Ask GayDemon: Straight Acting Means What?

What does it mean to be straight-acting? People ask me a lot online or on certain apps whether I’m straight-acting and I haven’t got a clue what to respond with. Can you explain it to me?
-Straight Acting or Not

It is a group hallucination, held in more esteem within gay communities than straight. And among those who bandy about the term, I suspect means different things to different people.

Is straight acting whatever male construction workers act like? Consider that male ballet dancers are generally stronger than construction workers. Is straight acting whatever cold, emotionless, silent types act like? Or are those silent guys just dull and have nothing to say or express. Is straight acting pure top? Consider that plenty of straight guys like to get pegged.

The word that gets me in it is "acting" because if taken literally, it is an acknowledgment it's an act, an affectation in some way. For some they may be coming upon the term later, find it's used to describe them, and there is nothing about their demeanor or presence that they are putting on. It's just who they are. But for others, it is an act, aspirational, false, a fraud. However in context of hook up sex play, so what? Nothing super wrong about fulfilling someone's fantasy, as long as you don't lose yourself in the process.

It's not as strictly defined as something like lesbian butch/femme roles in the 1950s. Or left earring means this and right earring means that and George Michael fucking around in a men's room means it's another normal day.

So these tropes are fine to play around with, but there may be a lack of awareness among folks who use the terms as to what they are communicating to themselves and others. You're free to ask "what do you mean by straight-acting?" when someone asks you if you are. And you'll find you get varied responses, with some people not responding at all as they'll feel exposed that they really have no idea, or that you broke the spell of fantasy by asking.

Here are four different things that get conflated in the term: internal gender identity, gender expression, sexual orientation, biological sex.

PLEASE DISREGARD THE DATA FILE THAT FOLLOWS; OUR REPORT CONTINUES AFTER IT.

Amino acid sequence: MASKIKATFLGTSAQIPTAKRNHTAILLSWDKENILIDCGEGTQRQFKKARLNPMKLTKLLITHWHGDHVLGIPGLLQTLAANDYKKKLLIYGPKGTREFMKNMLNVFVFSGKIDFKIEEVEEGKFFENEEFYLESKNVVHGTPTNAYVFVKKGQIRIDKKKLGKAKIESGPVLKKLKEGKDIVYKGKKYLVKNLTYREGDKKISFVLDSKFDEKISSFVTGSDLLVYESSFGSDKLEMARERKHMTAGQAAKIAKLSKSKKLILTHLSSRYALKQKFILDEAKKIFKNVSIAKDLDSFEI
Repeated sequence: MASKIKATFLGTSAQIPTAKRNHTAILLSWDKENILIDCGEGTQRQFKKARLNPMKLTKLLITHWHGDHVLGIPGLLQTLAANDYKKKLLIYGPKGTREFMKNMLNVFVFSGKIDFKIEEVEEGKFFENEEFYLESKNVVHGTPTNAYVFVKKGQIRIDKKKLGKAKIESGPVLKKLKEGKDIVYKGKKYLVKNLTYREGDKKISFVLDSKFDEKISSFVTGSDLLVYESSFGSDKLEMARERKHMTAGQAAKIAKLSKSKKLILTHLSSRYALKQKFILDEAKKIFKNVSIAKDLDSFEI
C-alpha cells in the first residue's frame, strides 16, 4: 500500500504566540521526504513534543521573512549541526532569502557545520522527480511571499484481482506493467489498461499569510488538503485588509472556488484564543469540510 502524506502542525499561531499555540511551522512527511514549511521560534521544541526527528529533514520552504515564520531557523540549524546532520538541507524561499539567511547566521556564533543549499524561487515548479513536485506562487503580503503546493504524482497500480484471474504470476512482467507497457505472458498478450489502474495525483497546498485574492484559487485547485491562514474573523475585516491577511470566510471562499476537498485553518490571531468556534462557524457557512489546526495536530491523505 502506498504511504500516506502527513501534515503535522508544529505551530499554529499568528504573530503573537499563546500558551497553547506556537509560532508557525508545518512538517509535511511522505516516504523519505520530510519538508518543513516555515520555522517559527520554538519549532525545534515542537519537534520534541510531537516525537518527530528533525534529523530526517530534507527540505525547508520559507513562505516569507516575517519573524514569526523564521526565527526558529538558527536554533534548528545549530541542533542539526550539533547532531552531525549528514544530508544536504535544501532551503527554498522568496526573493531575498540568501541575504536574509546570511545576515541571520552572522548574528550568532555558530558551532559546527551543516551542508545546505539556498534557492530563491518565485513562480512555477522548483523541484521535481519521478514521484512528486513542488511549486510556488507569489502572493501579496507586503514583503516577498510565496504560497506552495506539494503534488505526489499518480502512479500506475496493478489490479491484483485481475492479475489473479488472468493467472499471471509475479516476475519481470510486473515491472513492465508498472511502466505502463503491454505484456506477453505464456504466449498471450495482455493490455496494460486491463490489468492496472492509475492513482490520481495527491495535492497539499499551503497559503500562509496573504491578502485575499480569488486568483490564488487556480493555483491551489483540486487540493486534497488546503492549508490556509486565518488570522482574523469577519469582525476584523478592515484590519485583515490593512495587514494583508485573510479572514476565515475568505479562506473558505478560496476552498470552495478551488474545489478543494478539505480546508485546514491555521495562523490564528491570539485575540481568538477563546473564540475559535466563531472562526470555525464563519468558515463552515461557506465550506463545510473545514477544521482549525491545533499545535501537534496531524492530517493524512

In the past (an still now), it would be a big deal for a man to profess interest in knitting. There was a football player in the '70s, Rosie Greer, who had a whole men knitting movement, also about men expressing emotions. And then you can see how this could extend to the idea that a man could be a cake decorator or florist or hairdresser, yet magically, not actually be gay, or "effeminate". And biological woman could wear pants without the world exploding. In the past gender expression and biological sex were even more tied together. Are you a 19th century woman who wants to pass as a man in public, say to have more freedom in your career? Then wear pants and people will just think of you as a man because women don't wear pants.

So straight acting means: sexual orientation = gay; gender identity = don't acknowledge it's anything but 100% male; male; gender expression = masculine; biological sex = male. Despite the fact that there are plenty of non-masculine (whatever masculine means0 heterosexual, male-identified biological men.

Throw in the fact that there are cultural and regional differences in what masculine even means and you can see "straight-acting" at its worse is a sexist, homophobic, anti-feminine, reductive construction that people are locking themselves into and that separates oneself from oneself in the guise of acting or fitting in and that separates us from each other because when in that mode people are being fake as hell.

Except when folks know that it's a construct, it can become a fun, harmless sexual fantasy. And makes for good porn. Just acknowledge that on some level it's acting and that includes the person desiring the straight acting man. Societally-imposed limits may start to feel like our own choice. Figure out the line for yourself. And (my personal opinion), drop the term "straight-acting" entirely and just connect with someone as they are. No acting needed.

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